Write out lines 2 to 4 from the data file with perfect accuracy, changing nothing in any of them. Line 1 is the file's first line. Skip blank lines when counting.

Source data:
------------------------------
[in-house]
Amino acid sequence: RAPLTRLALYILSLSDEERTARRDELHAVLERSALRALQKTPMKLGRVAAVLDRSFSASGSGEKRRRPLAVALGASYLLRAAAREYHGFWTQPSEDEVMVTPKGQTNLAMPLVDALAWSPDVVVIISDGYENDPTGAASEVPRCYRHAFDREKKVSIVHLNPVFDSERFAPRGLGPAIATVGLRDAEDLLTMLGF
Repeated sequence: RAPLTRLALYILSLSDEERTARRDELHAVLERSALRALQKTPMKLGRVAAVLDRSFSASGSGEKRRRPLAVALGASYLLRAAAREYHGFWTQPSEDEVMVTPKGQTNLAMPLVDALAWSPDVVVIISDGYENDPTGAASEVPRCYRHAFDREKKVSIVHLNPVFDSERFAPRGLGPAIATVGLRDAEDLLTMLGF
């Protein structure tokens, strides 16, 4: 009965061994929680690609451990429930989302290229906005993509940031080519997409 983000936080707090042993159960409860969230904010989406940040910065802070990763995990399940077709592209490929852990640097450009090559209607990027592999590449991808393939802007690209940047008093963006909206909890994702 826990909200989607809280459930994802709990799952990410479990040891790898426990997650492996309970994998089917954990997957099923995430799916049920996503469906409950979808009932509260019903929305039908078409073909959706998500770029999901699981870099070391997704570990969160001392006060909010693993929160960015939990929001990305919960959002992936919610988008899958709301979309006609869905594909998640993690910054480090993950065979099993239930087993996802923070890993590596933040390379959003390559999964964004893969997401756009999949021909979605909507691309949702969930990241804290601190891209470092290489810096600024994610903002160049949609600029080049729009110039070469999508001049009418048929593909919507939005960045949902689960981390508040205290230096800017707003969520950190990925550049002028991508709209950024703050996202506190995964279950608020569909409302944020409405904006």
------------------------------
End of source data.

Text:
Amino acid sequence: RAPLTRLALYILSLSDEERTARRDELHAVLERSALRALQKTPMKLGRVAAVLDRSFSASGSGEKRRRPLAVALGASYLLRAAAREYHGFWTQPSEDEVMVTPKGQTNLAMPLVDALAWSPDVVVIISDGYENDPTGAASEVPRCYRHAFDREKKVSIVHLNPVFDSERFAPRGLGPAIATVGLRDAEDLLTMLGF
Repeated sequence: RAPLTRLALYILSLSDEERTARRDELHAVLERSALRALQKTPMKLGRVAAVLDRSFSASGSGEKRRRPLAVALGASYLLRAAAREYHGFWTQPSEDEVMVTPKGQTNLAMPLVDALAWSPDVVVIISDGYENDPTGAASEVPRCYRHAFDREKKVSIVHLNPVFDSERFAPRGLGPAIATVGLRDAEDLLTMLGF
């Protein structure tokens, strides 16, 4: 009965061994929680690609451990429930989302290229906005993509940031080519997409 983000936080707090042993159960409860969230904010989406940040910065802070990763995990399940077709592209490929852990640097450009090559209607990027592999590449991808393939802007690209940047008093963006909206909890994702 826990909200989607809280459930994802709990799952990410479990040891790898426990997650492996309970994998089917954990997957099923995430799916049920996503469906409950979808009932509260019903929305039908078409073909959706998500770029999901699981870099070391997704570990969160001392006060909010693993929160960015939990929001990305919960959002992936919610988008899958709301979309006609869905594909998640993690910054480090993950065979099993239930087993996802923070890993590596933040390379959003390559999964964004893969997401756009999949021909979605909507691309949702969930990241804290601190891209470092290489810096600024994610903002160049949609600029080049729009110039070469999508001049009418048929593909919507939005960045949902689960981390508040205290230096800017707003969520950190990925550049002028991508709209950024703050996202506190995964279950608020569909409302944020409405904006």